Kennedy had taken time out from his visit to Eire to visit the Chatsworth Estate in Derbyshire, home of the Duke and Duchess of Devonshire to whom he was related by the marriage of his sister Kathleen. She died here in an air crash either late in WW2 or just after, and her grave is in the churchyard of Edensor, a village on the estate.

All local press in the region were told at fairly short notice, which included the group I was training with, Formans, whose main titles were The Nottingham Evening Post and the morning Guardian Journal. Nottinghamshire is the next county east of Derbyshire.

The photographer whose bags I carried hauled me out of the darkroom saying: "This is your chance to see President Kennedy!"

We sped along as he explained why and joined about 40 others in a press pound a few yards away from the church gate.

There was soon a whump-whump of helicopter rotors and two landed a short distance away.

A small knot of men, some uniformed, others in "plainclothes" suits formed from the machines, then more than five detached and walked towards the church and us.

One lone figure clearly gestured the rest should wait and became quickly recognizable as JFK.

He walked to the church gate and went inside. Emerging awhile later he paused for us at the gate then headed our way, waving the obvious Secret Service men to stay put.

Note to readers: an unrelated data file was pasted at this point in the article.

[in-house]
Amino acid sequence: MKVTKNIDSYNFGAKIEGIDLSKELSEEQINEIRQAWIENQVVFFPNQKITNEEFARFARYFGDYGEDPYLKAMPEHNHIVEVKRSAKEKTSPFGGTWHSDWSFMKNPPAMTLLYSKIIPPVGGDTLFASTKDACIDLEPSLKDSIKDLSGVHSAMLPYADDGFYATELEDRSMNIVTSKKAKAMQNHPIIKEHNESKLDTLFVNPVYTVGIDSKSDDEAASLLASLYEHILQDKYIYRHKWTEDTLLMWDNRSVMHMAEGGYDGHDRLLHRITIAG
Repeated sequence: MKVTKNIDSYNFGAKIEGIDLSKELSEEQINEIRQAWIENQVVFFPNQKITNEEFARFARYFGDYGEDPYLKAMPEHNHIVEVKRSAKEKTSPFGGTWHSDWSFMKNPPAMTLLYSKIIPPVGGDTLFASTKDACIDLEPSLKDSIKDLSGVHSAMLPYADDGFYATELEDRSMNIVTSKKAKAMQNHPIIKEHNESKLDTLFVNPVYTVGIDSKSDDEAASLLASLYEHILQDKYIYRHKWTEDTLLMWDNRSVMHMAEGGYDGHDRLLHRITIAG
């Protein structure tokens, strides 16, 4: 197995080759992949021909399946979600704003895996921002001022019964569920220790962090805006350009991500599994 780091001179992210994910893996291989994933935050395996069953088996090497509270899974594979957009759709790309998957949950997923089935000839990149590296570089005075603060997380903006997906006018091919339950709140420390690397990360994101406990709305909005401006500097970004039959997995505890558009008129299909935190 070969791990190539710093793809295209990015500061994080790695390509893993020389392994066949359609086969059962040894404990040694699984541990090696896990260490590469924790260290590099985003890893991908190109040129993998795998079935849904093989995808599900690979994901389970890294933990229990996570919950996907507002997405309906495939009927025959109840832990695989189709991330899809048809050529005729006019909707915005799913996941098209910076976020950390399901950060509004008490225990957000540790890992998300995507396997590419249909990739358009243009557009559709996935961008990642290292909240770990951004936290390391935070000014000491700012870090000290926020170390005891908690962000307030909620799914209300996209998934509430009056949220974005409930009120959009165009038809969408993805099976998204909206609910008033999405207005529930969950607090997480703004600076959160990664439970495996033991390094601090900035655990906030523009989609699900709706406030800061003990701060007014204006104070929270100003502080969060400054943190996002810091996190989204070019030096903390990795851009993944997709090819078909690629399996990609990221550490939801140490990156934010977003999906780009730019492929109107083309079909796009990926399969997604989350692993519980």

Reaching us he said something like "Hi, thanks for coming along, gentlemen." 

He then looked at me, put his hand forward and said; "You look very young to be involved in all this."

From somewhere inside I found a calm voice pitch, shook the hand and said; "I'm learning about it, sir. I've heard a lot of people say you look very young to be in your job too!"

The eyes flashed and he laughed and replied, "It's never to soon to be a journalist! Good luck it's an honourable profession. Maybe I'll be doing it again if I don't get reelected next year!

With that he stepped back, posed briefly again and walked back to the other men.

Ralph Stephenson
(his photos can be seen on

Friday, November 22, 2013

Nov. 22

Where were you  today, Nov. 22, in 1963, when JFK was assassinated?

I perched on a stool at a curved wooden bar in a dark New York City tavern. My long-legged boss, Patricia "Pat" Chapman and I were running late, so we ordered beers and sandwiches. Our beers slid into place.
A blaring TV hanging above us featured "As the World Turns." Pat and I groaned at the low-class fare, then laughed. 
Our sandwiches came. We munched down.